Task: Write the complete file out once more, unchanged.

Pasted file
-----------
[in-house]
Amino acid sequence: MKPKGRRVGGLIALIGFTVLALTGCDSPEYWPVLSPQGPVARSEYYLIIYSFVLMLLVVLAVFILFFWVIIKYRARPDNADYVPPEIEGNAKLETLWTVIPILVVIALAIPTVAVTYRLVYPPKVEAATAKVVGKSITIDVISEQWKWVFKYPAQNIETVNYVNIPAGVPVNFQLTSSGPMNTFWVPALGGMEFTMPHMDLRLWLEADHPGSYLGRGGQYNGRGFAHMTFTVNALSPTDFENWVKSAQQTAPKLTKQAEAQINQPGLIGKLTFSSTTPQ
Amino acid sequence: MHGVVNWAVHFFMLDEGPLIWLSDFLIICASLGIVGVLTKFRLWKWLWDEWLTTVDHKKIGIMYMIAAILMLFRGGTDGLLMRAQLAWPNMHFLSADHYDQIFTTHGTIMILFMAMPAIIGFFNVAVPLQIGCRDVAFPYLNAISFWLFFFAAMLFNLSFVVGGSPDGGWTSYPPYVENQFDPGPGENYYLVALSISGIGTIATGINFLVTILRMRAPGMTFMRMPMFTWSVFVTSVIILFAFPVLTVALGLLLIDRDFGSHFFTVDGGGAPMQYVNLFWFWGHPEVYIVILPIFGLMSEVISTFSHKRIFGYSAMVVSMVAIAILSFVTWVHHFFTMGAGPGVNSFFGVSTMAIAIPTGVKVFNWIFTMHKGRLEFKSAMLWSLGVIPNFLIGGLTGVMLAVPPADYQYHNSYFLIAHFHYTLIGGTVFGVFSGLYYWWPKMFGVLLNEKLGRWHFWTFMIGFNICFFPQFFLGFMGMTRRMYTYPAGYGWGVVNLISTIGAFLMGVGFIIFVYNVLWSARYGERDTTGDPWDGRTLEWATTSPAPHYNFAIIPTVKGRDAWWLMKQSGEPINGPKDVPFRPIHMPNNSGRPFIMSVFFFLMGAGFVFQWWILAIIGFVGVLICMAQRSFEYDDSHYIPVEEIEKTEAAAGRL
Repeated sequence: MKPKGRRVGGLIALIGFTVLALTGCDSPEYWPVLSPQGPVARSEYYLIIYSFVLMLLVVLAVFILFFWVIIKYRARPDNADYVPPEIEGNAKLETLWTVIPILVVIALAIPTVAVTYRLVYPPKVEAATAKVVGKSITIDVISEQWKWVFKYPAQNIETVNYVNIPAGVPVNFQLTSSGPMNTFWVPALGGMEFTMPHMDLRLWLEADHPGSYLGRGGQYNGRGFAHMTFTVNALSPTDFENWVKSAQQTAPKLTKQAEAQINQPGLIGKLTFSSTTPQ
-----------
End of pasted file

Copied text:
[in-house]
Amino acid sequence: MKPKGRRVGGLIALIGFTVLALTGCDSPEYWPVLSPQGPVARSEYYLIIYSFVLMLLVVLAVFILFFWVIIKYRARPDNADYVPPEIEGNAKLETLWTVIPILVVIALAIPTVAVTYRLVYPPKVEAATAKVVGKSITIDVISEQWKWVFKYPAQNIETVNYVNIPAGVPVNFQLTSSGPMNTFWVPALGGMEFTMPHMDLRLWLEADHPGSYLGRGGQYNGRGFAHMTFTVNALSPTDFENWVKSAQQTAPKLTKQAEAQINQPGLIGKLTFSSTTPQ
Amino acid sequence: MHGVVNWAVHFFMLDEGPLIWLSDFLIICASLGIVGVLTKFRLWKWLWDEWLTTVDHKKIGIMYMIAAILMLFRGGTDGLLMRAQLAWPNMHFLSADHYDQIFTTHGTIMILFMAMPAIIGFFNVAVPLQIGCRDVAFPYLNAISFWLFFFAAMLFNLSFVVGGSPDGGWTSYPPYVENQFDPGPGENYYLVALSISGIGTIATGINFLVTILRMRAPGMTFMRMPMFTWSVFVTSVIILFAFPVLTVALGLLLIDRDFGSHFFTVDGGGAPMQYVNLFWFWGHPEVYIVILPIFGLMSEVISTFSHKRIFGYSAMVVSMVAIAILSFVTWVHHFFTMGAGPGVNSFFGVSTMAIAIPTGVKVFNWIFTMHKGRLEFKSAMLWSLGVIPNFLIGGLTGVMLAVPPADYQYHNSYFLIAHFHYTLIGGTVFGVFSGLYYWWPKMFGVLLNEKLGRWHFWTFMIGFNICFFPQFFLGFMGMTRRMYTYPAGYGWGVVNLISTIGAFLMGVGFIIFVYNVLWSARYGERDTTGDPWDGRTLEWATTSPAPHYNFAIIPTVKGRDAWWLMKQSGEPINGPKDVPFRPIHMPNNSGRPFIMSVFFFLMGAGFVFQWWILAIIGFVGVLICMAQRSFEYDDSHYIPVEEIEKTEAAAGRL
Repeated sequence: MKPKGRRVGGLIALIGFTVLALTGCDSPEYWPVLSPQGPVARSEYYLIIYSFVLMLLVVLAVFILFFWVIIKYRARPDNADYVPPEIEGNAKLETLWTVIPILVVIALAIPTVAVTYRLVYPPKVEAATAKVVGKSITIDVISEQWKWVFKYPAQNIETVNYVNIPAGVPVNFQLTSSGPMNTFWVPALGGMEFTMPHMDLRLWLEADHPGSYLGRGGQYNGRGFAHMTFTVNALSPTDFENWVKSAQQTAPKLTKQAEAQINQPGLIGKLTFSSTTPQ